Turn the record over, and it's apparent that Esben And The Witch aren't fucking about. From the moment it bursts in, it's their astonishing 'No Dog' that provides the record's highlight, a deep, intense blast of ferocity and claustrophobia, pushing forwards with menacing momentum and awesome melodrama. Although it's length and split LP status makes it feel a bit like a gap-bridger in places and perhaps a warm up for what's to come next from both parties, if you're a fan of either band, you'd be an absolute fool not to add this to your record shelf. For everyone else, I'd say this is a great place to start. Read my full 8/10 review HERE.



Combining 50s era romance with vibes from the indie disco is something that Sheffield four piece The Crookes have been doing rather well for the last few years. They've produced some very promising moments, yet stretching the magic out over the course of a whole album seemed to prove a challenge for them. So while 2011's 'Chasing After Ghosts' and its follow up 'Hold Fast' certainly had a few high points, neither felt consistent enough to really hit the mark. With their third album the band realise their potential and move themselves up to a new level. A sense of isolation emerges every so often, maybe due to the LP being recorded in an old abandoned church located in the Italian Alps.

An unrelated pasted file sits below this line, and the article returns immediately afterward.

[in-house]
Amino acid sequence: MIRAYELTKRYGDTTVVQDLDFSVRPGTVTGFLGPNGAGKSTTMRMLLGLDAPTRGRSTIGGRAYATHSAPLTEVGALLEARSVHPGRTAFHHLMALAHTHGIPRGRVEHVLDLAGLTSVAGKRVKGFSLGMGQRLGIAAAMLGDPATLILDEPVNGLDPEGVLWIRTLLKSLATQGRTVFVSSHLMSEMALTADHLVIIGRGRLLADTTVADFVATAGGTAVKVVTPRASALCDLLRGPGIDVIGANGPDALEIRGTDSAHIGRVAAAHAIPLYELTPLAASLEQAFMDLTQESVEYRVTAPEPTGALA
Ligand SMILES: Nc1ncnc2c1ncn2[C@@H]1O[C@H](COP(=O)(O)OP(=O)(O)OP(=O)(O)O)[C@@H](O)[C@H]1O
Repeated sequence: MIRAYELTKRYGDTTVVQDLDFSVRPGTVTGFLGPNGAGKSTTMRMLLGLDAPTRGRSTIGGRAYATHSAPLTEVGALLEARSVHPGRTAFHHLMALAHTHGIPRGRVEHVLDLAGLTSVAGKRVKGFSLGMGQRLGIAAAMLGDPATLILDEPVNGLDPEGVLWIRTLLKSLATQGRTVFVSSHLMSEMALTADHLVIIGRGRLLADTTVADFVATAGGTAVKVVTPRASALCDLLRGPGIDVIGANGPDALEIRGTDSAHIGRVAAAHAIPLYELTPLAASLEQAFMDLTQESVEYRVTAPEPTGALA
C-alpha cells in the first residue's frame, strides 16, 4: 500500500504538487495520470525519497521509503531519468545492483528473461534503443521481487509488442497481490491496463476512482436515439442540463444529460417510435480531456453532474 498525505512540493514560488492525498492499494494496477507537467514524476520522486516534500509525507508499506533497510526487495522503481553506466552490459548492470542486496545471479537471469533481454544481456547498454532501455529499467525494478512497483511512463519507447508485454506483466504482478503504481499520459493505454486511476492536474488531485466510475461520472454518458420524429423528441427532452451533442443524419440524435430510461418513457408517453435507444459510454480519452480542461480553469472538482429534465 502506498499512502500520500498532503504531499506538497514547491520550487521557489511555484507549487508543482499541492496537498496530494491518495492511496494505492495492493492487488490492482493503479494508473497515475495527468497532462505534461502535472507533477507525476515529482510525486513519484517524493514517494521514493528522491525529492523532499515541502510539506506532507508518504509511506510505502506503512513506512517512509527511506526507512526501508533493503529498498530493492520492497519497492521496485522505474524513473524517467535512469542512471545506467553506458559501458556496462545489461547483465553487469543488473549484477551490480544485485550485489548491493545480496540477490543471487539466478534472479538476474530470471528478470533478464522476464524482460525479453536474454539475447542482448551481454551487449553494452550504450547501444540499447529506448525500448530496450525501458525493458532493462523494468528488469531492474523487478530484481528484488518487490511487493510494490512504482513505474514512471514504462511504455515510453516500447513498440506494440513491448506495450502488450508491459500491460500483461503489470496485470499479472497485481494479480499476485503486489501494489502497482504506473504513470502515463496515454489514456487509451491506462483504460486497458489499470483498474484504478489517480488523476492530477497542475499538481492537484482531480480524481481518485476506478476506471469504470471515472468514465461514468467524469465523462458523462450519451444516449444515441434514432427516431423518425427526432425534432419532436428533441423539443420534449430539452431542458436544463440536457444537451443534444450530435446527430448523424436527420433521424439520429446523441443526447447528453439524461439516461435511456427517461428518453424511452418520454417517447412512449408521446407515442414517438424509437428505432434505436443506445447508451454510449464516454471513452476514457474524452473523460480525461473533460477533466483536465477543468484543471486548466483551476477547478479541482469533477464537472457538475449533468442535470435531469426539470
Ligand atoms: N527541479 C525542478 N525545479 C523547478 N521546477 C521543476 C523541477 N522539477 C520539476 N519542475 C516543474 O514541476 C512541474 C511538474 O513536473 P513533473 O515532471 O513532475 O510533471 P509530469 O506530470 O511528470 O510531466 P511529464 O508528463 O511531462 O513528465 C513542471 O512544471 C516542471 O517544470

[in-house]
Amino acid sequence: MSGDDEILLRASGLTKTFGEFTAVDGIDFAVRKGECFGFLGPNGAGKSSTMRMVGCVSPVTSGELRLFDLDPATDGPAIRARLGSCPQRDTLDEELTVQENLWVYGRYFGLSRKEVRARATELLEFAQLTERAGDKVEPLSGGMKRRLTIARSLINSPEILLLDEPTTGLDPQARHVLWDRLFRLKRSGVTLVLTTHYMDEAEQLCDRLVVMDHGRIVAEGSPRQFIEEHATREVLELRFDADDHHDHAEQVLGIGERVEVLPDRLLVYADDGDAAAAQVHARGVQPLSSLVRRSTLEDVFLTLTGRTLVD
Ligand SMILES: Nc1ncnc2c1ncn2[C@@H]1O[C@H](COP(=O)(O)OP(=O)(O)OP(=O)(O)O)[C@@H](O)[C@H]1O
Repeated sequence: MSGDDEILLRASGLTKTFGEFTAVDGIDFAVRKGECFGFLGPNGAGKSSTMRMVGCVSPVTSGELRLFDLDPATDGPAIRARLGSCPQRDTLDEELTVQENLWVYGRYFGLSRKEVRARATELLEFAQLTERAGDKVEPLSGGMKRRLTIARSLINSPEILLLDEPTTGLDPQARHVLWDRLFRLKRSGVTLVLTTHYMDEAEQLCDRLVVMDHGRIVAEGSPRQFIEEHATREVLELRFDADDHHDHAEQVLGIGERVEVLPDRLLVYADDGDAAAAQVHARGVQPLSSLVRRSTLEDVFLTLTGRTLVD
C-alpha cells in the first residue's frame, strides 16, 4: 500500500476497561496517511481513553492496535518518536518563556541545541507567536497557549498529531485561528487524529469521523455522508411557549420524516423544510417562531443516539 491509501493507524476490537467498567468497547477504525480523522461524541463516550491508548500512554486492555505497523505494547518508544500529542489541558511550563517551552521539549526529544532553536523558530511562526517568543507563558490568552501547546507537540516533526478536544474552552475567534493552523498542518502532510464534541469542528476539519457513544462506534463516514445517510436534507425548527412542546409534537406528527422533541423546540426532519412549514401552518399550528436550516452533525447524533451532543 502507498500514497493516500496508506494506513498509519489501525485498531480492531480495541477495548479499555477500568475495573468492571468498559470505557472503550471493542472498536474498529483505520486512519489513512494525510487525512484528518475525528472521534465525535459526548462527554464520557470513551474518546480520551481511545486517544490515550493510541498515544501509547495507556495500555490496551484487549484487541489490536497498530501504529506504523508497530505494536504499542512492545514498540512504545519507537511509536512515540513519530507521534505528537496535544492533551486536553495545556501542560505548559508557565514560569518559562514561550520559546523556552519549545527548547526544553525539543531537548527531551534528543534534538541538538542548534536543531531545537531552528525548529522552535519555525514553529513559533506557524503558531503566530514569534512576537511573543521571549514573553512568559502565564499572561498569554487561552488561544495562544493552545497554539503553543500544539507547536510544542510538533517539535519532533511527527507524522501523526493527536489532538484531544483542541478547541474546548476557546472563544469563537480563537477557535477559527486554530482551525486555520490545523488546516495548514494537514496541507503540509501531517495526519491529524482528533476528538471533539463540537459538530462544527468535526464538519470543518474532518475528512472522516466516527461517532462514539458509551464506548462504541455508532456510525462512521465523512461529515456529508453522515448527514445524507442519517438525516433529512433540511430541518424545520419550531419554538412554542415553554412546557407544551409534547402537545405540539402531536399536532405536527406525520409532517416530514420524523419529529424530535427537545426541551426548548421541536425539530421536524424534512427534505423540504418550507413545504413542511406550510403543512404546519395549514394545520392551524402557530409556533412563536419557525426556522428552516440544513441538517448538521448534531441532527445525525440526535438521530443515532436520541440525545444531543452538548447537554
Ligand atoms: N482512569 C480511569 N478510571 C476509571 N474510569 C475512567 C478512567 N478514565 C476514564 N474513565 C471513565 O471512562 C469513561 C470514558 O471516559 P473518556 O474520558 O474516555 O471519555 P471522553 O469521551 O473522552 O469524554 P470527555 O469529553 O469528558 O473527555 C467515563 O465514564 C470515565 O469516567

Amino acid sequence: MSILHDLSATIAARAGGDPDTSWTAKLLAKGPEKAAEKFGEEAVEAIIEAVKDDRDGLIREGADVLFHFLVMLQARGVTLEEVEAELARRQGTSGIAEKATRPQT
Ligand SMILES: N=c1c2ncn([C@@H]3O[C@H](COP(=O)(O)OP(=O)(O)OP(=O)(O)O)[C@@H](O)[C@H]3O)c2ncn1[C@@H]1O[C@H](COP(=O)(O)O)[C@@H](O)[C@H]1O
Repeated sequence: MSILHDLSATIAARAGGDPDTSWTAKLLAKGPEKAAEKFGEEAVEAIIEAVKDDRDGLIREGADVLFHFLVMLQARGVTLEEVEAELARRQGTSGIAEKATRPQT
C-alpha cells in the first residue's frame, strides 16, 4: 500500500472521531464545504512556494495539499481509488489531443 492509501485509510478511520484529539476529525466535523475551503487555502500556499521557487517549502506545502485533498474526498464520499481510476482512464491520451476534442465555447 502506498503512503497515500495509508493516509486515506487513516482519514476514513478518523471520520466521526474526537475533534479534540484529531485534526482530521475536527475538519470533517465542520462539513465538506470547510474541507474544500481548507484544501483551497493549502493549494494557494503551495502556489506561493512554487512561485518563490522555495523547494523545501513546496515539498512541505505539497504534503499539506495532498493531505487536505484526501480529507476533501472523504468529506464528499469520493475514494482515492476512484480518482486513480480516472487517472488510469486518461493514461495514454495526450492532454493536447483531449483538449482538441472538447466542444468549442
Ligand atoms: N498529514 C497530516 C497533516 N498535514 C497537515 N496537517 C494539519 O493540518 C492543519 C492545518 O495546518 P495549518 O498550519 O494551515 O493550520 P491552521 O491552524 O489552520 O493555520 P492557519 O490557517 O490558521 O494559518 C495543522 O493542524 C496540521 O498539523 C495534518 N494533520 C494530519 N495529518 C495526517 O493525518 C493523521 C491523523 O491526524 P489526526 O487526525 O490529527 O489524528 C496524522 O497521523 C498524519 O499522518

The pacey 'Before The Night Falls' glistens with chiming guitar hooks and comes charged with vitality and vibrancy, storming into a powerfully emotive chorus. Towards the end, another spellbinding melody arises and knocks you off your feet once again. An exciting highlight that displays The Crookes at the very top of their game. 'Outsiders' puts forward magnificent melodies that set the heart racing, and exemplifies the spirit of these bright underachievers who revel in being out of step with popular fashion, taking great pride in doing things their own way.